US698440019 Abr 200210 Ene 2006Yissum Research Development Company Of The Hebrew University Of JerusalemMethod of treating restenosis using bisphosphonate nanoparticles
US700864530 May 20027 Mar 2006Yissum Research Development Company Of The Hebrew University Of JerusalemMethod of inhibiting restenosis using bisphosphonates
US702217321 Dic 20044 Abr 20063M Innovative Properties CompanyUse of ceramics in dental and orthodontic applications
US70671694 Jun 200327 Jun 2006Chemat Technology Inc.Coated implants and methods of coating
US708708524 Jul 20018 Ago 2006Straumann Holding AgSurface-modified implants
US709049619 Nov 200115 Ago 2006Universite De GeneveEndosseous implant
US733245329 Jul 200419 Feb 20083M Innovative Properties CompanyCeramics, and methods of making and using the same
US734175622 Feb 200611 Mar 2008Chemat Technology, Inc.Coated implants and methods of coating
US764872619 Ene 2010Chemat Technology, Inc.Coated implants and methods of coating
US76588809 Feb 2010Advanced Cardiovascular Systems, Inc.Polymeric stent polishing method and apparatus
US766232616 Feb 2010Advanced Cardiovascular Systems, Inc.Compositions containing fast-leaching plasticizers for improved performance of medical devices
US766273516 Feb 20103M Innovative Properties CompanyCeramic fibers and composites comprising same
US769989028 Ene 200420 Abr 2010Advanced Cardiovascular Systems, Inc.Medicated porous metal prosthesis and a method of making the same
US770854810 Abr 20084 May 2010Advanced Cardiovascular Systems, Inc.Molds for fabricating stents with profiles for gripping a balloon catheter
US7727540 *19 Nov 20011 Jun 2010Universite De GeneveEndosseous implant
US773189015 Jun 20068 Jun 2010Advanced Cardiovascular Systems, Inc.Methods of fabricating stents with enhanced fracture toughness
US773706326 Jun 200715 Jun 20103M Innovative Properties CompanyAI2O3-rare earth oxide-ZrO2/HfO2 materials, and methods of making and using the same
US774079122 Jun 2010Advanced Cardiovascular Systems, Inc.Method of fabricating a stent with features by blow molding
US775754320 Jul 2010Advanced Cardiovascular Systems, Inc.Radio frequency identification monitoring of stents
US775888120 Jul 2010Advanced Cardiovascular Systems, Inc.Anti-proliferative and anti-inflammatory agent combination for treatment of vascular disorders with an implantable medical device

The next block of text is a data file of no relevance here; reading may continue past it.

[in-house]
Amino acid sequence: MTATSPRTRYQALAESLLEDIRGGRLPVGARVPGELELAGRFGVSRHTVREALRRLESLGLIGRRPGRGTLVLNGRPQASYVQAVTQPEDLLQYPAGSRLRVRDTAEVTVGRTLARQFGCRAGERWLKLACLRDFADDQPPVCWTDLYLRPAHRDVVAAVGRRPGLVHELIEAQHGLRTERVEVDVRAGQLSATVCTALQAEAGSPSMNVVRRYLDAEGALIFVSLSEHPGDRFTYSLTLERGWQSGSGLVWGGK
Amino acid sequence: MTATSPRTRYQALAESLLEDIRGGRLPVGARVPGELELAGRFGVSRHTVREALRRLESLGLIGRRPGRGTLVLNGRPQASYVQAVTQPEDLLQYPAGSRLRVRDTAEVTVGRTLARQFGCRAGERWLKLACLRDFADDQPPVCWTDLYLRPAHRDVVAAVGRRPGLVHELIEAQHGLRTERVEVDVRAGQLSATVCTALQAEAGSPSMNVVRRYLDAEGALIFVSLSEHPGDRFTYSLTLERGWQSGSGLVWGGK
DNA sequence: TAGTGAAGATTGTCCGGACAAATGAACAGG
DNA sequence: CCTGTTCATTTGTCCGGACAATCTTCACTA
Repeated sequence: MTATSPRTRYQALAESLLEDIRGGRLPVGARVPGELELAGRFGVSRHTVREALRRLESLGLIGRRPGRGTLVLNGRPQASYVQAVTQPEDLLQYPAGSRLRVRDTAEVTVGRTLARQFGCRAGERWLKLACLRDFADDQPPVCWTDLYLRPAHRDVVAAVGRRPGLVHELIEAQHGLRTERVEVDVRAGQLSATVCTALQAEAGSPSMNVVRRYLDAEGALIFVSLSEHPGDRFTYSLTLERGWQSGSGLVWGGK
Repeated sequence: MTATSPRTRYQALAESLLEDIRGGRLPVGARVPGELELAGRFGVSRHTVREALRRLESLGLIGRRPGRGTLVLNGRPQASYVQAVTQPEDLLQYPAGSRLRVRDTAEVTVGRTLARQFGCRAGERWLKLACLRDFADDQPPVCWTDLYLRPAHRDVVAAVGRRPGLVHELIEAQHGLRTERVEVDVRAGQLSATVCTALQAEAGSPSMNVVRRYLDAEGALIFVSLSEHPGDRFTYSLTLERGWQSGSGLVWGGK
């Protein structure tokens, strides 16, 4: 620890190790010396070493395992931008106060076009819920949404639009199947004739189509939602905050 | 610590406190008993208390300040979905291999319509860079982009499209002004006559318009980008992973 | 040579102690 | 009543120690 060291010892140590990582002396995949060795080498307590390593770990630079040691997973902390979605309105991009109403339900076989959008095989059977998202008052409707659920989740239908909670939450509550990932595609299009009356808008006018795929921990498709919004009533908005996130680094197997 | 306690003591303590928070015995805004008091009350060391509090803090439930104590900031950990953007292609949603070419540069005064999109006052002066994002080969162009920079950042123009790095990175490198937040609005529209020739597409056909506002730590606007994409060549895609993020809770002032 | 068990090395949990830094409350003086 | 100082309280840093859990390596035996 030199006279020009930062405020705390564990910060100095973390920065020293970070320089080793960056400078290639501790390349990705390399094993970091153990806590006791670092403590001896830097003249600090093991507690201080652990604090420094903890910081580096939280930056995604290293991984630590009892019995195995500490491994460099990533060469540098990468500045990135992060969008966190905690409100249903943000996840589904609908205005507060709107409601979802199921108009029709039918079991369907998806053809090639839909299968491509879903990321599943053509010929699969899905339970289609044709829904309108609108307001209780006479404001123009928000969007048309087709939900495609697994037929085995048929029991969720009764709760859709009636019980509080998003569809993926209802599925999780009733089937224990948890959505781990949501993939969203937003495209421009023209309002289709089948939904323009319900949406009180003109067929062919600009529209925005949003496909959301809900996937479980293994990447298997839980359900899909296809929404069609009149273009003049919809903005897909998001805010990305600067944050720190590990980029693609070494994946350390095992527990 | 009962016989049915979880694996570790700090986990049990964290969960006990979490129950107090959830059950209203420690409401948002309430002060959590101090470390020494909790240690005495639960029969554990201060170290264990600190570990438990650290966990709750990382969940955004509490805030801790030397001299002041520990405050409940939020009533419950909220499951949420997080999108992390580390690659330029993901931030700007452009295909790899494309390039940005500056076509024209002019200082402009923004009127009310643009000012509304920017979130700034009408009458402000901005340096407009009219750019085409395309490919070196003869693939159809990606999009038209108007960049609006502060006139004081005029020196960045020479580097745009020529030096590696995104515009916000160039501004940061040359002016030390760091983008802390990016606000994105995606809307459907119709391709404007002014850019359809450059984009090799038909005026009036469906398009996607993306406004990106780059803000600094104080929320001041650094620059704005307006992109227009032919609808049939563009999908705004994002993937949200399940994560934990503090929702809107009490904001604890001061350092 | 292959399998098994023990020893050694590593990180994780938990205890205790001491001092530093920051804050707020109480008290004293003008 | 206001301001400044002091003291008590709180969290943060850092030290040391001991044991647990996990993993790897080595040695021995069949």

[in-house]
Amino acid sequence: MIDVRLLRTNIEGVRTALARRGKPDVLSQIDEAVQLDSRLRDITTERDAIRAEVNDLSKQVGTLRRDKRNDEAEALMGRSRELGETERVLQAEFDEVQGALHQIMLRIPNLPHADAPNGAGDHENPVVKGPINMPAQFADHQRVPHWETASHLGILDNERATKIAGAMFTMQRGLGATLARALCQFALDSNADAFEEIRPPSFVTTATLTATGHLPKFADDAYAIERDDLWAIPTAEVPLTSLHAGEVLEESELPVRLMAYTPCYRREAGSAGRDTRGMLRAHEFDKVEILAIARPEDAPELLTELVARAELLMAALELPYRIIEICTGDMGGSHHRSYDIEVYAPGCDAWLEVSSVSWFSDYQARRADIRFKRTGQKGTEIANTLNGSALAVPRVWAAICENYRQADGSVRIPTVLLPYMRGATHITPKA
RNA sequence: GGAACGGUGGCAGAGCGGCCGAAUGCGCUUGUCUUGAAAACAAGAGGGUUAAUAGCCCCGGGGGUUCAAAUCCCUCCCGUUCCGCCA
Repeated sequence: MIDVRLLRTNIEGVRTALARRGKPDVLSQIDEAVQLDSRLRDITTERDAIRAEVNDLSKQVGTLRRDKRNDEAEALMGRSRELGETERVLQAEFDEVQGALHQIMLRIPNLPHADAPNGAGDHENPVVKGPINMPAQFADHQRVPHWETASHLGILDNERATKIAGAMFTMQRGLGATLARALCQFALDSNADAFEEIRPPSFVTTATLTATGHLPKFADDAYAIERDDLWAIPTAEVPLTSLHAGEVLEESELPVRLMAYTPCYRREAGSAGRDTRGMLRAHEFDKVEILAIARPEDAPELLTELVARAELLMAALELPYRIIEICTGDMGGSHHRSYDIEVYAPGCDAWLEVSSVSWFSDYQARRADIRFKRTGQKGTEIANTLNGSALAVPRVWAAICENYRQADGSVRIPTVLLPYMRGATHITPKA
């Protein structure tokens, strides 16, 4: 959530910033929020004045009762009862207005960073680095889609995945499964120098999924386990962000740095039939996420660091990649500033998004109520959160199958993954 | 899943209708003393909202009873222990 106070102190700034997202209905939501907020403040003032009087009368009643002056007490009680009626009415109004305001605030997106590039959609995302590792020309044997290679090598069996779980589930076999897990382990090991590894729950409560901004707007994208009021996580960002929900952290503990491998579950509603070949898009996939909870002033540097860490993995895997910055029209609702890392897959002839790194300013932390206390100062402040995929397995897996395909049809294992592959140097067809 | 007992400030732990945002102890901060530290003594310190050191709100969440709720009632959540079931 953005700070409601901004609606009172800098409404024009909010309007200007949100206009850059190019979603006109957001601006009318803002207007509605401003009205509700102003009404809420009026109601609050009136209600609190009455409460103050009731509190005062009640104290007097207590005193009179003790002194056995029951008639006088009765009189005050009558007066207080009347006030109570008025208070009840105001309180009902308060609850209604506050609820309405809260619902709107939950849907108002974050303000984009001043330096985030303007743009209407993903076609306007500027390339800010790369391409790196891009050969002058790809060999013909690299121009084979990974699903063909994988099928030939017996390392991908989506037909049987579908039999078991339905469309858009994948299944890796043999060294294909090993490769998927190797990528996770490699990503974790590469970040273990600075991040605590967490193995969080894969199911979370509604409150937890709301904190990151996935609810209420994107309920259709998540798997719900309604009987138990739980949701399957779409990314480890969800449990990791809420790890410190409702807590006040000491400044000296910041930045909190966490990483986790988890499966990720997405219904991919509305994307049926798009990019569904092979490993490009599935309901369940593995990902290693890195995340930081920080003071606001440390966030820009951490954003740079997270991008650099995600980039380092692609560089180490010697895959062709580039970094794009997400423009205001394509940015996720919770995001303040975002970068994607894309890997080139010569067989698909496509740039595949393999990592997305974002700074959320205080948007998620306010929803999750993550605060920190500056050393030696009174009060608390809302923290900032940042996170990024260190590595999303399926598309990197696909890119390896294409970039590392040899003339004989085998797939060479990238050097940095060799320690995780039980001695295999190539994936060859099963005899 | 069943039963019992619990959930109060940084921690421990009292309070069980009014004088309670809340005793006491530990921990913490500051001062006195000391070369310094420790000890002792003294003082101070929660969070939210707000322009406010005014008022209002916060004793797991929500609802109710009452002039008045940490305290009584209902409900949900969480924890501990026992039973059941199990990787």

US776196827 Jul 2010Advanced Cardiovascular Systems, Inc.Method of crimping a polymeric stent
US777177413 Nov 200610 Ago 2010Biomet 3l, LLCDeposition of discrete nanoparticles on an implant surface
US779449514 Sep 2010Advanced Cardiovascular Systems, Inc.Controlled degradation of stents
US779477629 Jun 200614 Sep 2010Abbott Cardiovascular Systems Inc.Modification of polymer stents with radiation
US78114965 Feb 200312 Oct 20103M Innovative Properties CompanyMethods of making ceramic particles
US78232639 Jul 20072 Nov 2010Abbott Cardiovascular Systems Inc.Method of removing stent islands from a stent
US78290089 Nov 2010Abbott Cardiovascular Systems Inc.Fabricating a stent from a blow molded tube
US784273729 Sep 200630 Nov 2010Abbott Cardiovascular Systems Inc.Polymer blend-bioceramic composite implantable medical devices
US78625529 May 20054 Ene 2011Boston Scientific Scimed, Inc.Medical devices for treating urological and uterine conditions
US786754719 Dic 200511 Ene 2011Advanced Cardiovascular Systems, Inc.Selectively coating luminal surfaces of stents
US787523318 Jul 200525 Ene 2011Advanced Cardiovascular Systems, Inc.Method of fabricating a biaxially oriented implantable medical device
US788641915 Feb 2011Advanced Cardiovascular Systems, Inc.Stent crimping apparatus and method
US788783113 Nov 200315 Feb 2011Hepacore Ltd.Bone enhancing composite
US79014528 Mar 2011Abbott Cardiovascular Systems Inc.Method to fabricate a stent having selected morphology to reduce restenosis
US792302213 Sep 200612 Abr 2011Advanced Cardiovascular Systems, Inc.Degradable polymeric implantable medical devices with continuous phase and discrete phase
US79511856 Ene 200631 May 2011Advanced Cardiovascular Systems, Inc.Delivery of a stent at an elevated temperature
US795119422 May 200731 May 2011Abbott Cardiovascular Sysetms Inc.Bioabsorbable stent with radiopaque coating
US795538129 Jun 20077 Jun 2011Advanced Cardiovascular Systems, Inc.Polymer-bioceramic composite implantable medical device with different types of bioceramic particles